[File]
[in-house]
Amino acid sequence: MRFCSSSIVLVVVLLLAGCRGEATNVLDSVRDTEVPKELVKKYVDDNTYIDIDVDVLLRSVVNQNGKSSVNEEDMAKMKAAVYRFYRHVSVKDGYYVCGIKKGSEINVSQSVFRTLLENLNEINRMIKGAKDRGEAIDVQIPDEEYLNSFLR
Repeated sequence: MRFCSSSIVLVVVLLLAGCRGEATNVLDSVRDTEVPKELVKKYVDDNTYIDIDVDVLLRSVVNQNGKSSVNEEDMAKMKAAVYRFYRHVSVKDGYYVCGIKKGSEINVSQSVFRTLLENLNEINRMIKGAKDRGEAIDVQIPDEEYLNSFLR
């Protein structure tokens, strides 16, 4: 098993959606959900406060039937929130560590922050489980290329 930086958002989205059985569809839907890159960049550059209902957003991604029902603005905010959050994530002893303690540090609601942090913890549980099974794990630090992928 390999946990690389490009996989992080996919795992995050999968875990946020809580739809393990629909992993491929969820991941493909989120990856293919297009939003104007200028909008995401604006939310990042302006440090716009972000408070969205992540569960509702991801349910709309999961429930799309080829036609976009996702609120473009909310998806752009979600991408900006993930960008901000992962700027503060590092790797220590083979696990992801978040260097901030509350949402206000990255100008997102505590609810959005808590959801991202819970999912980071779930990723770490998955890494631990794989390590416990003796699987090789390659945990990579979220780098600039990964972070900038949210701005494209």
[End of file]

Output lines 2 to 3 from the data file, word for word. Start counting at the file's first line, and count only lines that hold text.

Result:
Amino acid sequence: MRFCSSSIVLVVVLLLAGCRGEATNVLDSVRDTEVPKELVKKYVDDNTYIDIDVDVLLRSVVNQNGKSSVNEEDMAKMKAAVYRFYRHVSVKDGYYVCGIKKGSEINVSQSVFRTLLENLNEINRMIKGAKDRGEAIDVQIPDEEYLNSFLR
Repeated sequence: MRFCSSSIVLVVVLLLAGCRGEATNVLDSVRDTEVPKELVKKYVDDNTYIDIDVDVLLRSVVNQNGKSSVNEEDMAKMKAAVYRFYRHVSVKDGYYVCGIKKGSEINVSQSVFRTLLENLNEINRMIKGAKDRGEAIDVQIPDEEYLNSFLR